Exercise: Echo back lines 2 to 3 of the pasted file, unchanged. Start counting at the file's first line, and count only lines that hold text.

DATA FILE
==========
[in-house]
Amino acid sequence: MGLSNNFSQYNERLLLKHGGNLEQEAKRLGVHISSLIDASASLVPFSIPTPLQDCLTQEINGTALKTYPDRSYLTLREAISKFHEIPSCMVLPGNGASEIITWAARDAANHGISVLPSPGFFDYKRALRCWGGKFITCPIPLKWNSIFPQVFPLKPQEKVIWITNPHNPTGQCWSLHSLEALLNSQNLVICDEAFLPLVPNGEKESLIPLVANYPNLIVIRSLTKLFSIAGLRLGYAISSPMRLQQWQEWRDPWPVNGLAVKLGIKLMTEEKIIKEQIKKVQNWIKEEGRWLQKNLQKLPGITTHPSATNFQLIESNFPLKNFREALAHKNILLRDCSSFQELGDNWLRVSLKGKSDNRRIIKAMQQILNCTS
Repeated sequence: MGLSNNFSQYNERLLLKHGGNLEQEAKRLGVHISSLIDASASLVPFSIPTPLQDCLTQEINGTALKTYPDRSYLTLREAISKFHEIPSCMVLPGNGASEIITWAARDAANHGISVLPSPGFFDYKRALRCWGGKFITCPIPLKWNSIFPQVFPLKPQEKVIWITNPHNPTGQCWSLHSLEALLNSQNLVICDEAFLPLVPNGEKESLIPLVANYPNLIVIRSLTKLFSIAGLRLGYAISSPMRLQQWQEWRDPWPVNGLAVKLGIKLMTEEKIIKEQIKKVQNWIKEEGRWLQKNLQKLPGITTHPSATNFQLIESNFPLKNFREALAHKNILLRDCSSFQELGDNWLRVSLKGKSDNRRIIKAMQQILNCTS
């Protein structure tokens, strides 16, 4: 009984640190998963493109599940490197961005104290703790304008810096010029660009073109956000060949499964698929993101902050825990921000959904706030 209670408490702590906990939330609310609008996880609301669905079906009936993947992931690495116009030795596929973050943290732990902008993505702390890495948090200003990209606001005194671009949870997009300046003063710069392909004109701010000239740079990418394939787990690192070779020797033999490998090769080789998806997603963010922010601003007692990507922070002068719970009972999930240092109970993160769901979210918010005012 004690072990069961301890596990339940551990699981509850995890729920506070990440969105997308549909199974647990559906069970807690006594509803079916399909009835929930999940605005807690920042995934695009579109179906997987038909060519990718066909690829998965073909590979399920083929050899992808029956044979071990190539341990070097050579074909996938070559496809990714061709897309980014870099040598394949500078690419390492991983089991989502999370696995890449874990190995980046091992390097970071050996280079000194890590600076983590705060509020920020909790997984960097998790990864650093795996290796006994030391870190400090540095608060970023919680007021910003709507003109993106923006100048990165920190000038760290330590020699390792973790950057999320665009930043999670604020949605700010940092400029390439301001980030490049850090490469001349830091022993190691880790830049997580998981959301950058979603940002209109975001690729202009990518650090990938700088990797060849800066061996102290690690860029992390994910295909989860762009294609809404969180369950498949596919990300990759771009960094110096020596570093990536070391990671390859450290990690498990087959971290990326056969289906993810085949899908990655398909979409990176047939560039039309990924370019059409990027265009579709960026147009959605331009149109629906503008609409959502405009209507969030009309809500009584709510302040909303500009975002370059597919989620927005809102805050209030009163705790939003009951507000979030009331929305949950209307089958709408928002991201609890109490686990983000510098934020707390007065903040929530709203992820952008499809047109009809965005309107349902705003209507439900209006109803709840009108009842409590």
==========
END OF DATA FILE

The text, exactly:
Amino acid sequence: MGLSNNFSQYNERLLLKHGGNLEQEAKRLGVHISSLIDASASLVPFSIPTPLQDCLTQEINGTALKTYPDRSYLTLREAISKFHEIPSCMVLPGNGASEIITWAARDAANHGISVLPSPGFFDYKRALRCWGGKFITCPIPLKWNSIFPQVFPLKPQEKVIWITNPHNPTGQCWSLHSLEALLNSQNLVICDEAFLPLVPNGEKESLIPLVANYPNLIVIRSLTKLFSIAGLRLGYAISSPMRLQQWQEWRDPWPVNGLAVKLGIKLMTEEKIIKEQIKKVQNWIKEEGRWLQKNLQKLPGITTHPSATNFQLIESNFPLKNFREALAHKNILLRDCSSFQELGDNWLRVSLKGKSDNRRIIKAMQQILNCTS
Repeated sequence: MGLSNNFSQYNERLLLKHGGNLEQEAKRLGVHISSLIDASASLVPFSIPTPLQDCLTQEINGTALKTYPDRSYLTLREAISKFHEIPSCMVLPGNGASEIITWAARDAANHGISVLPSPGFFDYKRALRCWGGKFITCPIPLKWNSIFPQVFPLKPQEKVIWITNPHNPTGQCWSLHSLEALLNSQNLVICDEAFLPLVPNGEKESLIPLVANYPNLIVIRSLTKLFSIAGLRLGYAISSPMRLQQWQEWRDPWPVNGLAVKLGIKLMTEEKIIKEQIKKVQNWIKEEGRWLQKNLQKLPGITTHPSATNFQLIESNFPLKNFREALAHKNILLRDCSSFQELGDNWLRVSLKGKSDNRRIIKAMQQILNCTS